Rail service on NJ Transit’s Atlantic City Line and Princeton Branch dinky will be restored May 12 – nearly two weeks sooner than had been scheduled, though still more than four months after some expected.

NJ Transit will also add additional morning rush-hour service between Atlantic City and Philadelphia.

Service was suspended on the lines in September to make it possible for NJ Transit to meet a year-end federal deadline for getting the equipment for the positive train control safety system installed. While the goal was met, NJ Transit then kept the lines closed longer, to the surprise of critics in South Jersey.

“We know this was an inconvenience to commuters, and we thank them for their patience throughout the installation and inspection process,” Murphy said, in announcing at the NJ TransAction conference in Atlantic City that regular service would start 12 days sooner than the previous stated goal of May 24.

“This will ensure that our residents can get to work or to school with less stress or less inconvenience and a far greater level of safety,” he said.

NJ Transit Director Kevin Corbett said the temporary closure of the Atlantic City Line and Princeton dinky was the toughest decision of his agency’s 2018 push to meet the positive train control deadline.

“And I do want to thank all our A.C. customers and Princeton customers for their patience and understanding,” Corbett said.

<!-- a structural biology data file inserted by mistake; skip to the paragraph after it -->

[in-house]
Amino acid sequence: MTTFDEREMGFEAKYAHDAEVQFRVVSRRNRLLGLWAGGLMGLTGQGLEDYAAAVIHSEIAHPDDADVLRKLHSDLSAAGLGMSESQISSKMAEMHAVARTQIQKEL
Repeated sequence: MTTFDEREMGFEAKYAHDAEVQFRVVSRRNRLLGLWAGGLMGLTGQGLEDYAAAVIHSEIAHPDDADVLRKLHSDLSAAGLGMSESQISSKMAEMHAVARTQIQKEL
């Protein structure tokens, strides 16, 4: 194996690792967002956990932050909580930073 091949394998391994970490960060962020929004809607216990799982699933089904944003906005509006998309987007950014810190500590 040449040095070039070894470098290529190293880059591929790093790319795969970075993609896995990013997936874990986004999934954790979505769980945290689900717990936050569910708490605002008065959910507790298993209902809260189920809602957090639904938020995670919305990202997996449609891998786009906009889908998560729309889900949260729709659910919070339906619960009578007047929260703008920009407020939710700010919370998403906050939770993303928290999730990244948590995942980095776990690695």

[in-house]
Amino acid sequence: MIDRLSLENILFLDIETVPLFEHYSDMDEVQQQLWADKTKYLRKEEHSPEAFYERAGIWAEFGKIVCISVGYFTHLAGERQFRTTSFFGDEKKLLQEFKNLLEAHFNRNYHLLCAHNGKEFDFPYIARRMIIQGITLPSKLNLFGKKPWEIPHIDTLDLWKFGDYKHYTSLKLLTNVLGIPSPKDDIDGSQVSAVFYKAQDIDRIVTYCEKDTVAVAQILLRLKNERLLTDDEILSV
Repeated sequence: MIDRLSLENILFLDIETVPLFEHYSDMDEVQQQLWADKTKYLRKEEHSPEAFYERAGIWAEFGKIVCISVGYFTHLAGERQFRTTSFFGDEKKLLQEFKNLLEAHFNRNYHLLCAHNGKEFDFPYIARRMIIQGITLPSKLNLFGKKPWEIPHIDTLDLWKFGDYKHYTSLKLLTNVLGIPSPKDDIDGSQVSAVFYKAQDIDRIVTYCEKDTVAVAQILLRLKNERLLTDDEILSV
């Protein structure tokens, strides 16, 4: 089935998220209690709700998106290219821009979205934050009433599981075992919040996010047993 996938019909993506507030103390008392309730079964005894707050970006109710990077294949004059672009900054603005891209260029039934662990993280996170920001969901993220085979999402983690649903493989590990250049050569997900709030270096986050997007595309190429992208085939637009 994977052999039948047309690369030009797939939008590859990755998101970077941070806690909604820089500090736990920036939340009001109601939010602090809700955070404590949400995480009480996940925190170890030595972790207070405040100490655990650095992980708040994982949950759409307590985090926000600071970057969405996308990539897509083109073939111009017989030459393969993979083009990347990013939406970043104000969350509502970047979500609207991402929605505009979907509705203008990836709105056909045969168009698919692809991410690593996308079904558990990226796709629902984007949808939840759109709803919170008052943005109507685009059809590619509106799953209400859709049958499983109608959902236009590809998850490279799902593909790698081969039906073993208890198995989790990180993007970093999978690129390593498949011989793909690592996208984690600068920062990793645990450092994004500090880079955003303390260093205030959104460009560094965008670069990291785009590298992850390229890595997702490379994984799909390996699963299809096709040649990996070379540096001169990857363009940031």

Murphy said that perhaps more importantly, NJ Transit will add a second morning rush-hour train to Philadelphia. Three trains will now arrive at 30th Street Station before 9 a.m. weekdays – scheduled at 5:50, 7:21, 8:33 – followed by ones due in before noon, at 10:01 a.m. and 11:52 a.m.

“Creating a new option for riders and closing a gap in service that all-too-often left commuters who may have been just a minute or two late for their train to sit trackside in frustration for two hours or more until the next one showed up, and then get to work late,” Murphy said.

Corbett and Murphy said the schedule change was made after feedback from customers and businesses at information sessions in Atlantic City, Lindenwold and Cherry Hill.

Murphy noted that the line will also be fully operational before the Memorial Day holiday weekend and summer ahead, providing another option for getting to the Shore from eastern Pennsylvania.

The Princeton Branch schedule is described as similar to its operation prior to the suspension.

Senate Minority Leader Tom Kean Jr., R-Union, said Murphy and NJ Transit should now also give Raritan Valley Line commuters a solid timeline for when direct rail service to Manhattan will be restored. It was also suspended in early September, with commuters required to switch trains to make it into New York.

"After six months, the governor should be able to provide us with some kind of answer," Kean said.

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Michael Symons is State House bureau chief for New Jersey 101.5 and the editor of New Jersey: Decoded. Follow @NJDecoded on Twitter and Facebook. Contact him at michael.symons@townsquaremedia.com